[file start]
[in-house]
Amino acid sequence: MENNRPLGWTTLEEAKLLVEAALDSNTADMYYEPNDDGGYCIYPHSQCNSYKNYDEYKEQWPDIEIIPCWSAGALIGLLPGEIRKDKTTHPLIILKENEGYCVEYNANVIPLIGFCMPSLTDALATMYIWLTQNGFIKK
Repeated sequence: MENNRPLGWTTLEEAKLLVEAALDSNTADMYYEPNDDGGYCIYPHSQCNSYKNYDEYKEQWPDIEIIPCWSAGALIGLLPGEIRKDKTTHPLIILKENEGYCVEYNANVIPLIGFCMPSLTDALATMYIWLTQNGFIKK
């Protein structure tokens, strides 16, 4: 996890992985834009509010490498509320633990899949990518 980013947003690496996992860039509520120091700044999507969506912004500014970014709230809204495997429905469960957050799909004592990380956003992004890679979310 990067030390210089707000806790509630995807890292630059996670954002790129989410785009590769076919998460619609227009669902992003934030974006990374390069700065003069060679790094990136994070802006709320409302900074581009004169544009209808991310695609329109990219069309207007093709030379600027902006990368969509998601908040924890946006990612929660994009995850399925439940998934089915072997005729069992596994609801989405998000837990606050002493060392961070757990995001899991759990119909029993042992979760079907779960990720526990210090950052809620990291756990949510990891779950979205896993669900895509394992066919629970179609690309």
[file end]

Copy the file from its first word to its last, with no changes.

[in-house]
Amino acid sequence: MENNRPLGWTTLEEAKLLVEAALDSNTADMYYEPNDDGGYCIYPHSQCNSYKNYDEYKEQWPDIEIIPCWSAGALIGLLPGEIRKDKTTHPLIILKENEGYCVEYNANVIPLIGFCMPSLTDALATMYIWLTQNGFIKK
Repeated sequence: MENNRPLGWTTLEEAKLLVEAALDSNTADMYYEPNDDGGYCIYPHSQCNSYKNYDEYKEQWPDIEIIPCWSAGALIGLLPGEIRKDKTTHPLIILKENEGYCVEYNANVIPLIGFCMPSLTDALATMYIWLTQNGFIKK
């Protein structure tokens, strides 16, 4: 996890992985834009509010490498509320633990899949990518 980013947003690496996992860039509520120091700044999507969506912004500014970014709230809204495997429905469960957050799909004592990380956003992004890679979310 990067030390210089707000806790509630995807890292630059996670954002790129989410785009590769076919998460619609227009669902992003934030974006990374390069700065003069060679790094990136994070802006709320409302900074581009004169544009209808991310695609329109990219069309207007093709030379600027902006990368969509998601908040924890946006990612929660994009995850399925439940998934089915072997005729069992596994609801989405998000837990606050002493060392961070757990995001899991759990119909029993042992979760079907779960990720526990210090950052809620990291756990949510990891779950979205896993669900895509394992066919629970179609690309």